Fleeting Thoughts   Robert Leverett
  Oct 23, 2007

TOPIC: Fleeting thoughts

== 1 of 2 ==
Date: Tues, Oct 23 2007 7:32 am
From: dbhguru@


There's nothing like a good case of the shingles to cause one to count one's blessings. At this point, a blessing that is especially prominent in my mind is that of being surrounded by so many wonderful and talented friends engaged in the ENTS mission of celebrating the trees. Yesterday, I was thinking about Will, Gary, and John up in Monroe State Forest collecting data so specialized that only the tiniest percentage of people can relate to or appreciate their efforts. What a privilege to be associated with such dedicated troopers.

As I thought about them in the Dunbar watershed, the image of the two great pines they were visiting popped into my mind. I recalled when my son Rob and I first spotted the pines from the ridge side on the opposite side of Dunbar Brook. That was in the late 1980s. The story of that discovery is I hope sufficiently interesting to relate here on our list.

In the late 80's, Rob and I were searching across the landscape for big white pines and our not inconsiderable efforts to that point had allowed us to hone our cognitive skills sufficiently to distinguish likely candidates from a considerable distance. Early on, I had learned to beware of the pines on the tops and backbones of ridges as huge trees. Ridgetop pine stick prominently above any surrounding hardwoods, but dry ridgetops don't grow tall trees, so height is relative. Rob and I had covered lots of territory in the Dunbar Brook watershed and were familiar with the sizes of the hardwoods and softwoods throughout the drainages. Both classes of tree were among the most impressive of trees we had seen in Massachusetts. While scanning the north-facing side of the Dunbar Brook watershed, we spotted two absolutely huge looking pines. Both of us agreed that the trees might be the biggest pines we had come across. So, we dropped down a couple of hundred vertical feet to Dunbar, waded across, and headed the ridge in the direction of the pines. Before long, we came to the lower of the two, the pine we later named the Thoreau Pine. It was immense. I had not seen its equal. We then spotted the second farther up the ridge and scrambled up to it. The second pine was even larger in girth, but not as tall.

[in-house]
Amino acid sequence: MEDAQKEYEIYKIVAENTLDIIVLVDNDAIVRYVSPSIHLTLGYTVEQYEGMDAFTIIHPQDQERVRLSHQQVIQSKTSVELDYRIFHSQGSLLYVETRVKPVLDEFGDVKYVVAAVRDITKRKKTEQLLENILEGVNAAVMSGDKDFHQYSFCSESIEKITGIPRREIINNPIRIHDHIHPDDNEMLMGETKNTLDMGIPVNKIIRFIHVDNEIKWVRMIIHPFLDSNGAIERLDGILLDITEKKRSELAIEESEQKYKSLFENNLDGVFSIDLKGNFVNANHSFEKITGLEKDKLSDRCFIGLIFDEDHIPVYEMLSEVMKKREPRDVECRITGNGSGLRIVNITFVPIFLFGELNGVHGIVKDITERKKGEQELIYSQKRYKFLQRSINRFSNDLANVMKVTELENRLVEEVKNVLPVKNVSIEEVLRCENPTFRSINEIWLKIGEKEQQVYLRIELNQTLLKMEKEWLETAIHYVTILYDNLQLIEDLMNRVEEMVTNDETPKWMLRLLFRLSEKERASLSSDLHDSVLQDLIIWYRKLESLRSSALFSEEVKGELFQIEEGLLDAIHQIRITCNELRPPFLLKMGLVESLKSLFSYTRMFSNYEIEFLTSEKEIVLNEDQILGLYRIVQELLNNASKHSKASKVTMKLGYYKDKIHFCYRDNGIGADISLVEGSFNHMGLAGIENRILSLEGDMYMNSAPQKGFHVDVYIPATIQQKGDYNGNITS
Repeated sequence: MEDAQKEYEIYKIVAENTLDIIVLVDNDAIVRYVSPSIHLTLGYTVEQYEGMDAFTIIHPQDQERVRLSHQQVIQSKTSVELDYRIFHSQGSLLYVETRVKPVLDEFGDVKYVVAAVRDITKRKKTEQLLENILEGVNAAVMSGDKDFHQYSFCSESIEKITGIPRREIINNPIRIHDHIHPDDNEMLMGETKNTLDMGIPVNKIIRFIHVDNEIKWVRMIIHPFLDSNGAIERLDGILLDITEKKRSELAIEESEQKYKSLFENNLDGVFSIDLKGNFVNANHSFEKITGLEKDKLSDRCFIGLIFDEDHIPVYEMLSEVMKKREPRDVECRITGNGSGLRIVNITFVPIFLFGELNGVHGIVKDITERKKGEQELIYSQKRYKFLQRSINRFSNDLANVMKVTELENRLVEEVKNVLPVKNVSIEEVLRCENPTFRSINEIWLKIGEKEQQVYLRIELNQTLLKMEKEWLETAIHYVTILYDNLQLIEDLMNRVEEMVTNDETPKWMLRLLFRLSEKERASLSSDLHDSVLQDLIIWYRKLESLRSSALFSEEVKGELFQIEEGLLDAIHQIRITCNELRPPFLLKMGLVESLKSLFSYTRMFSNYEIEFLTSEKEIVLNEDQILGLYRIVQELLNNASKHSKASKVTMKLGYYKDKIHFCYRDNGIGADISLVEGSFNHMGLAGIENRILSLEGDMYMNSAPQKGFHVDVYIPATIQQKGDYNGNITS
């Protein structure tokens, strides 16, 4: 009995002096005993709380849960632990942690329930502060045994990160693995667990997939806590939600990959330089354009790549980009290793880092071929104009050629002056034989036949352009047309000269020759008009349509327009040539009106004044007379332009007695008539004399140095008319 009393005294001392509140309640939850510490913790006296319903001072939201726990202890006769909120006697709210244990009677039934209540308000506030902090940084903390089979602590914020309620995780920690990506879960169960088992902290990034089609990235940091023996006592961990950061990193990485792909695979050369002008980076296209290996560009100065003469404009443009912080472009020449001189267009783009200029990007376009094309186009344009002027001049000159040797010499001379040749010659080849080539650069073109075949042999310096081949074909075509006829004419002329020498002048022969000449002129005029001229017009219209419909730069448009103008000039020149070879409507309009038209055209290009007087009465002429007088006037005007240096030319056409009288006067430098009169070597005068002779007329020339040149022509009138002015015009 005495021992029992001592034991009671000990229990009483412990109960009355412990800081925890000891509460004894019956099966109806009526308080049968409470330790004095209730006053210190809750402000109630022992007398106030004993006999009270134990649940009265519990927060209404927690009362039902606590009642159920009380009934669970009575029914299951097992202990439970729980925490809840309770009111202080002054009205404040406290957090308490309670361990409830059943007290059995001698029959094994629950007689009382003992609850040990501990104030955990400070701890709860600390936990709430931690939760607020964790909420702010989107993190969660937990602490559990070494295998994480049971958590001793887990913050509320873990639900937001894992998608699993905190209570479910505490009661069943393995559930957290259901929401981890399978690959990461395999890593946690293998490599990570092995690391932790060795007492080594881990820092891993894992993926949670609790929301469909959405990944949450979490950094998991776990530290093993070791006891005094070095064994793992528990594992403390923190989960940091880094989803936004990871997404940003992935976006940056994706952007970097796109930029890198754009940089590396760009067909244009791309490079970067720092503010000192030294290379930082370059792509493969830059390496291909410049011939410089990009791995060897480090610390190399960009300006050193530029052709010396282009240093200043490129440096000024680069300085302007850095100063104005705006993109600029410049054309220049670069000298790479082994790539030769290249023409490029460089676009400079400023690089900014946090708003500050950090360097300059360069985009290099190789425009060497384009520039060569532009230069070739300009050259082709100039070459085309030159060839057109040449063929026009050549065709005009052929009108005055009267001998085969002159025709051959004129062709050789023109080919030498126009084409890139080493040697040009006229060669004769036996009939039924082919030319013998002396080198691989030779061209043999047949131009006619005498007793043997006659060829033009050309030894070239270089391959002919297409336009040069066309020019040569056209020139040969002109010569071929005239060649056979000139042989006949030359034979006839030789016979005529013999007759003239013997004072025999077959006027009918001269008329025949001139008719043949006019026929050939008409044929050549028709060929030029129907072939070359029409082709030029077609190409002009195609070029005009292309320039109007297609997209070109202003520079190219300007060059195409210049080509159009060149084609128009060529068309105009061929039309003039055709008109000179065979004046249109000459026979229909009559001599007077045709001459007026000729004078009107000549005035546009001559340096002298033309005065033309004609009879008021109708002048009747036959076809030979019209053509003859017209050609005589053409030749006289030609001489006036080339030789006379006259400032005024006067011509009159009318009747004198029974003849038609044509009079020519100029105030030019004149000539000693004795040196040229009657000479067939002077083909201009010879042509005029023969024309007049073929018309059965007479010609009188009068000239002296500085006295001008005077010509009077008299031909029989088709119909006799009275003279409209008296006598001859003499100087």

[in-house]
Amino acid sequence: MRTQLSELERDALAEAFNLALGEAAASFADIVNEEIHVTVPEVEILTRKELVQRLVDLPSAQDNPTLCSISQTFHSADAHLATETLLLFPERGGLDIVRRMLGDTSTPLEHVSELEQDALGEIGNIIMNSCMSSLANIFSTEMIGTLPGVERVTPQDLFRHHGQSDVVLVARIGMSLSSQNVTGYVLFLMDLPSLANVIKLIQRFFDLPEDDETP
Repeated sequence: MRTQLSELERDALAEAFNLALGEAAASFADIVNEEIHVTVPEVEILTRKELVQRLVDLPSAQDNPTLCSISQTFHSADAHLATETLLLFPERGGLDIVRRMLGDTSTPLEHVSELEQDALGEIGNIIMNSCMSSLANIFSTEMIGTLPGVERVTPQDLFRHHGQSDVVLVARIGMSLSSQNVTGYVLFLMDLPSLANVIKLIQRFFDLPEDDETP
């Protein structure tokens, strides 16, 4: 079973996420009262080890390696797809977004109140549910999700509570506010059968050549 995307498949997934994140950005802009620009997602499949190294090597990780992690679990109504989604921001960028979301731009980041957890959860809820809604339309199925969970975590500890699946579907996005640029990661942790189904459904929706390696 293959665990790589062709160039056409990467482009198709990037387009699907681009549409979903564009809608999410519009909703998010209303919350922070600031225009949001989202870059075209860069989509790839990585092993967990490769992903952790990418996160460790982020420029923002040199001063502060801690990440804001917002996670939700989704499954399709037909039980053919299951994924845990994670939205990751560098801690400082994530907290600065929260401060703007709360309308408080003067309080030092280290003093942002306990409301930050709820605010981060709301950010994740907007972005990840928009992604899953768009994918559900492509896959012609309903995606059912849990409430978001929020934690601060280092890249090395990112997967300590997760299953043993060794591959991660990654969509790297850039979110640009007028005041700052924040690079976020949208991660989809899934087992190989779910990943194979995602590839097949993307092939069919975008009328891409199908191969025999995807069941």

In those early days, I had minimal tree-measuring skills, but something told me that at least the lower of the two pines might break 150 feet. If so, it would be the first member of an exclusive club of 150-footers. It was a club that I sought to form and had a few tree people, mostly from other states, interested in it. The threshold of 150 feet was chosen because that is the number that Henry David Thoreau used in his descriptions of the last remaining great white pines of Maine. The threshold has stuck and a lot of effort has gone in since into finding individual trees and stands that reach the threshold. Will Blozan joined the quest in 1993 and it became a two-way partnership to search and confirm members of the 150 Club in the East.